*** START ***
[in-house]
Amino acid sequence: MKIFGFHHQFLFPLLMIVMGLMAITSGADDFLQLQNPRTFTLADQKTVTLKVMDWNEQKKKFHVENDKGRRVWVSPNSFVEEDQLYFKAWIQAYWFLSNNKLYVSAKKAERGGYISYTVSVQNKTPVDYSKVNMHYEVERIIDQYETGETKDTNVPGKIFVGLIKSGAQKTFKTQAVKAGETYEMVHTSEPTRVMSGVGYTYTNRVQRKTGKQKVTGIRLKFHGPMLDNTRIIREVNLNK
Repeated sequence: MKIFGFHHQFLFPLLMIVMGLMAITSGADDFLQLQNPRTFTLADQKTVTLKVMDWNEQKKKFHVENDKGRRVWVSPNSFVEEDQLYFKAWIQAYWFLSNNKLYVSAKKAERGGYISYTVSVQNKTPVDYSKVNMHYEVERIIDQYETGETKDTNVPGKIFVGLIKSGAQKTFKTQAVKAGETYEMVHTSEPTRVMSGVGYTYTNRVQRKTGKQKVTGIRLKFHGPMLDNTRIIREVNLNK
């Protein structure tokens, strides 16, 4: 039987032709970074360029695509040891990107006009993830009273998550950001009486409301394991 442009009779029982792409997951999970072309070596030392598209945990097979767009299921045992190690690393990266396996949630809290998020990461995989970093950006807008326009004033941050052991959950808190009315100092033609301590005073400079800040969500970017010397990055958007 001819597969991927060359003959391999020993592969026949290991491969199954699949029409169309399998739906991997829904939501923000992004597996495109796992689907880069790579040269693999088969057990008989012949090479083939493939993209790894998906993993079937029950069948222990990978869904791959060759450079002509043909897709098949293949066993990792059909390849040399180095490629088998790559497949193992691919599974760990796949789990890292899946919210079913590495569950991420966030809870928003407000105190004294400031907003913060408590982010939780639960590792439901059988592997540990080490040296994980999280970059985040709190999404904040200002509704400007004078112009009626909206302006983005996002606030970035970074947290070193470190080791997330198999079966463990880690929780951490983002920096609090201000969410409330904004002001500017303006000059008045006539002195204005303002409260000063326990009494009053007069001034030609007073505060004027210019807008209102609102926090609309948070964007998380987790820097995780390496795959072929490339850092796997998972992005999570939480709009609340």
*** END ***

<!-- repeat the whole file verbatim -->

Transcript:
[in-house]
Amino acid sequence: MKIFGFHHQFLFPLLMIVMGLMAITSGADDFLQLQNPRTFTLADQKTVTLKVMDWNEQKKKFHVENDKGRRVWVSPNSFVEEDQLYFKAWIQAYWFLSNNKLYVSAKKAERGGYISYTVSVQNKTPVDYSKVNMHYEVERIIDQYETGETKDTNVPGKIFVGLIKSGAQKTFKTQAVKAGETYEMVHTSEPTRVMSGVGYTYTNRVQRKTGKQKVTGIRLKFHGPMLDNTRIIREVNLNK
Repeated sequence: MKIFGFHHQFLFPLLMIVMGLMAITSGADDFLQLQNPRTFTLADQKTVTLKVMDWNEQKKKFHVENDKGRRVWVSPNSFVEEDQLYFKAWIQAYWFLSNNKLYVSAKKAERGGYISYTVSVQNKTPVDYSKVNMHYEVERIIDQYETGETKDTNVPGKIFVGLIKSGAQKTFKTQAVKAGETYEMVHTSEPTRVMSGVGYTYTNRVQRKTGKQKVTGIRLKFHGPMLDNTRIIREVNLNK
């Protein structure tokens, strides 16, 4: 039987032709970074360029695509040891990107006009993830009273998550950001009486409301394991 442009009779029982792409997951999970072309070596030392598209945990097979767009299921045992190690690393990266396996949630809290998020990461995989970093950006807008326009004033941050052991959950808190009315100092033609301590005073400079800040969500970017010397990055958007 001819597969991927060359003959391999020993592969026949290991491969199954699949029409169309399998739906991997829904939501923000992004597996495109796992689907880069790579040269693999088969057990008989012949090479083939493939993209790894998906993993079937029950069948222990990978869904791959060759450079002509043909897709098949293949066993990792059909390849040399180095490629088998790559497949193992691919599974760990796949789990890292899946919210079913590495569950991420966030809870928003407000105190004294400031907003913060408590982010939780639960590792439901059988592997540990080490040296994980999280970059985040709190999404904040200002509704400007004078112009009626909206302006983005996002606030970035970074947290070193470190080791997330198999079966463990880690929780951490983002920096609090201000969410409330904004002001500017303006000059008045006539002195204005303002409260000063326990009494009053007069001034030609007073505060004027210019807008209102609102926090609309948070964007998380987790820097995780390496795959072929490339850092796997998972992005999570939480709009609340």